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# Rational numbers

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Rational numbers are numbers that can be expressed as the ratio of two integers. If
 a
and
 b, b   ≠   0,
are both integers, then their ratio, denoted as
 a  ⁄  b
or
 a b
, is a rational number. For example, the fraction
−
 125 37
and the integer
 74
are both rational numbers.
 π
on the other hand is not a rational number.

Rational numbers, being algebraic numbers of degree 1, are the roots of a nonconstant linear equation with integer coefficients

${\begin{array}{l}\displaystyle {a_{1}x+a_{0}=0,}\end{array}}$ where
 a1, a0 ∈ ℤ, a1   ≥   1.
The rational numbers, designated by
 ℚ
, are numbers which can be expressed, in reduced form, as the ratio of two coprime integers, or more specifically as the division of an integer called the numerator by a positive integer called the denominator. Given a fraction, as
 numerator denominator
ratio, we can use the Euclidean algorithm to obtain the GCD and find whether the two numbers are coprime, and make them coprime otherwise.

## Rational integers

Rational integers (algebraic integers of degree 1) are the zeros of the monic linear polynomial with integer coefficients

${\begin{array}{l}\displaystyle {x+a_{0}{\!\,\!},}\end{array}}$ where
 a0 ∈ ℤ
. They are the ordinary integers (i.e. members of
 ℤ
).

## Base b expansions of rational numbers

The base
 b
expansions of rational numbers are eventually periodic, for example (see
 π
approximations)
${\begin{array}{l}\displaystyle {{\frac {22}{7}}=3+{\frac {1}{7}}=3+{\frac {142857}{999999}}=3+{\frac {142857}{1000000}}\left({\frac {1}{1-{\frac {1}{1000000}}}}\right)=3+142857\sum _{n=1}^{\infty }1000000^{-n}=3.142857142857142857142857142857\ldots ,}\end{array}}$ where we used the geometric series sum formula

${\begin{array}{l}\displaystyle {{\frac {1}{1-r}}=\sum _{n=0}^{\infty }r^{n},\quad \vert r\vert <1.}\end{array}}$ Long division gives the above decimal expansion, although without explicit emphasis on the geometric series involved in the decimal expansion.

Conversely, any number
 n = a.bcccccc…
with an eventually periodic representation, where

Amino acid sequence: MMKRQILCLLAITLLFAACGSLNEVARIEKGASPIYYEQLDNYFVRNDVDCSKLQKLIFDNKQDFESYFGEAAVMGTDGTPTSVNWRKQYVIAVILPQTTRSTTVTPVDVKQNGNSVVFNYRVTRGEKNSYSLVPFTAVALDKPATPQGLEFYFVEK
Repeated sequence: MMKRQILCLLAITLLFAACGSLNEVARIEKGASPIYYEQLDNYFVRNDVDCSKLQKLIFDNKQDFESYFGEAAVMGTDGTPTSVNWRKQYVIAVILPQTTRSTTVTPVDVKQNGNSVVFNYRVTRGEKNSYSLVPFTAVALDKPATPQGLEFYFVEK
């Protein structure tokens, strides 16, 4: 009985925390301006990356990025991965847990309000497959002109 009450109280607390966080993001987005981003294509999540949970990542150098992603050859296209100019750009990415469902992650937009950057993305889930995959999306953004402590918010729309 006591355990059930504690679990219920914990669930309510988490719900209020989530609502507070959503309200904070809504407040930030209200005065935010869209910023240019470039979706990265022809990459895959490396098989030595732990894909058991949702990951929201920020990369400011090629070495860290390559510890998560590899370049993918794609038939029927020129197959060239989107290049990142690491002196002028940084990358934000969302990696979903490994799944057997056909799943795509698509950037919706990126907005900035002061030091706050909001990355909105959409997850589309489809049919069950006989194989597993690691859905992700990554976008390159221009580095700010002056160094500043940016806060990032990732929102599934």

a.b
is the pre-periodic prefix and
 c
is the periodic pattern, is rational. For example, in base 10 (the same principle works in any fixed base
 b
):
${\begin{array}{l}\displaystyle {90n=100n-10n={\mbox{abc.ccccc...}}-{\mbox{ab.cccccc...}}={\mbox{abc}}-{\mbox{ab}},}\end{array}}$ thus
 n
is the following rational number
${\begin{array}{l}\displaystyle {n={\frac {{\mbox{abc}}-{\mbox{ab}}}{90}}.}\end{array}}$ ### Dual representations and standard form

Any rational number whose denominator is not coprime with the fixed base
 b
used for the representation has two representations, due to the fact that
 1 = 1.00000000… = 0.9999999999…
in base 10 (or the equivalent in any base
 b
). Considering
 n = 0.9999999…
implies
${\begin{array}{l}\displaystyle {9n=10n-n=9.99999999\ldots -0.99999999\ldots =9,}\end{array}}$ thus

${\begin{array}{l}\displaystyle {n=1.}\end{array}}$ The standard form base
 b
expansions of rational numbers requires to keep only the repeating zeros representation (and to throw away the repeating nines representation).

## Base b expansions of irrational numbers

The expansions of irrational numbers are never periodic in any base.

 π
, approximately
 3.1415926535897932384626433832795…
, is not a rational number and hence is irrational. But there are a plethora of rational
 π
approximations
, and the one and only optimal
 π
approximation, the
 π
convergents
(the partial continued fractions for
 π
).

## Continued fractions for rational numbers

All the continued fractions for rational numbers are finite (see Category:Continued fractions for rational numbers).

## Graded orderings of rational numbers

The rational numbers (in reduced form)
 a b
, a ∈ ℤ , b ∈ ℤ+ ,
may be sorted with a graded ordering, where we first order by increasing sum
 | a | + | b |
of absolute values of numerator and denominator for all reduced form rational numbers, i.e. with
 gcd(numerator, denominator) = 1
(first grading of the ordering), then by increasing absolute values of numerators
 | a |
corresponding to that grade. This is the Cantor ordering of rational numbers, giving a one-to-one and onto mapping from the natural numbers to the rational numbers, thus showing that the rational numbers are countably infinite.

## Schinzel's conjecture

Assuming the Schinzel-Sierpinski conjecture, every positive rational number can be represented in an infinite number of ways as

${\begin{array}{l}\displaystyle {{\frac {a}{b}}={\frac {p+1}{q+1}}}\end{array}}$ and

${\begin{array}{l}\displaystyle {{\frac {a}{b}}={\frac {p-1}{q-1}},}\end{array}}$ with
 p
and
 q
prime.

## Rational numbers among the algebraic numbers

1. Rational numbers: algebraic numbers of degree one (rational integers: algebraic integers of degree one)
2. Quadratic numbers: algebraic numbers of degree two (quadratic integers: algebraic integers of degree two)
3. Cubic numbers: algebraic numbers of degree three (cubic integers: algebraic integers of degree three)
4. Quartic numbers: algebraic numbers of degree four (quartic integers: algebraic integers of degree four)
5. Quintic numbers: algebraic numbers of degree five (quintic integers: algebraic integers of degree five)
6. ...